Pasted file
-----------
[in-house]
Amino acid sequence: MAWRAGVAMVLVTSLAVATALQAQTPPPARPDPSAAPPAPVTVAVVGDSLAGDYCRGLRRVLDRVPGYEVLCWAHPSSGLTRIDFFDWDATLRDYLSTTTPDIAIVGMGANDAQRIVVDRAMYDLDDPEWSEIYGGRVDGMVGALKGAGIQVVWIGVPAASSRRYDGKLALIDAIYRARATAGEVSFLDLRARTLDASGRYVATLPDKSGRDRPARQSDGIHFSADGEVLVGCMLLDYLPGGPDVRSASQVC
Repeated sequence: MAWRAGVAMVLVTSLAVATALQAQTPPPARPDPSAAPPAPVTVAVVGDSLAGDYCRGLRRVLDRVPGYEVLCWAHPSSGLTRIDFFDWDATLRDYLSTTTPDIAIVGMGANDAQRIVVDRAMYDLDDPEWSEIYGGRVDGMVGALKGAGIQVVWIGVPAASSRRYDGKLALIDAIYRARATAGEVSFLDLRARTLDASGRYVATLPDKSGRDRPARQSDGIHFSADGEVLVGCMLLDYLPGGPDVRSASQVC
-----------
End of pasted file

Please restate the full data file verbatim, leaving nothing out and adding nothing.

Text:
[in-house]
Amino acid sequence: MAWRAGVAMVLVTSLAVATALQAQTPPPARPDPSAAPPAPVTVAVVGDSLAGDYCRGLRRVLDRVPGYEVLCWAHPSSGLTRIDFFDWDATLRDYLSTTTPDIAIVGMGANDAQRIVVDRAMYDLDDPEWSEIYGGRVDGMVGALKGAGIQVVWIGVPAASSRRYDGKLALIDAIYRARATAGEVSFLDLRARTLDASGRYVATLPDKSGRDRPARQSDGIHFSADGEVLVGCMLLDYLPGGPDVRSASQVC
Repeated sequence: MAWRAGVAMVLVTSLAVATALQAQTPPPARPDPSAAPPAPVTVAVVGDSLAGDYCRGLRRVLDRVPGYEVLCWAHPSSGLTRIDFFDWDATLRDYLSTTTPDIAIVGMGANDAQRIVVDRAMYDLDDPEWSEIYGGRVDGMVGALKGAGIQVVWIGVPAASSRRYDGKLALIDAIYRARATAGEVSFLDLRARTLDASGRYVATLPDKSGRDRPARQSDGIHFSADGEVLVGCMLLDYLPGGPDVRSASQVC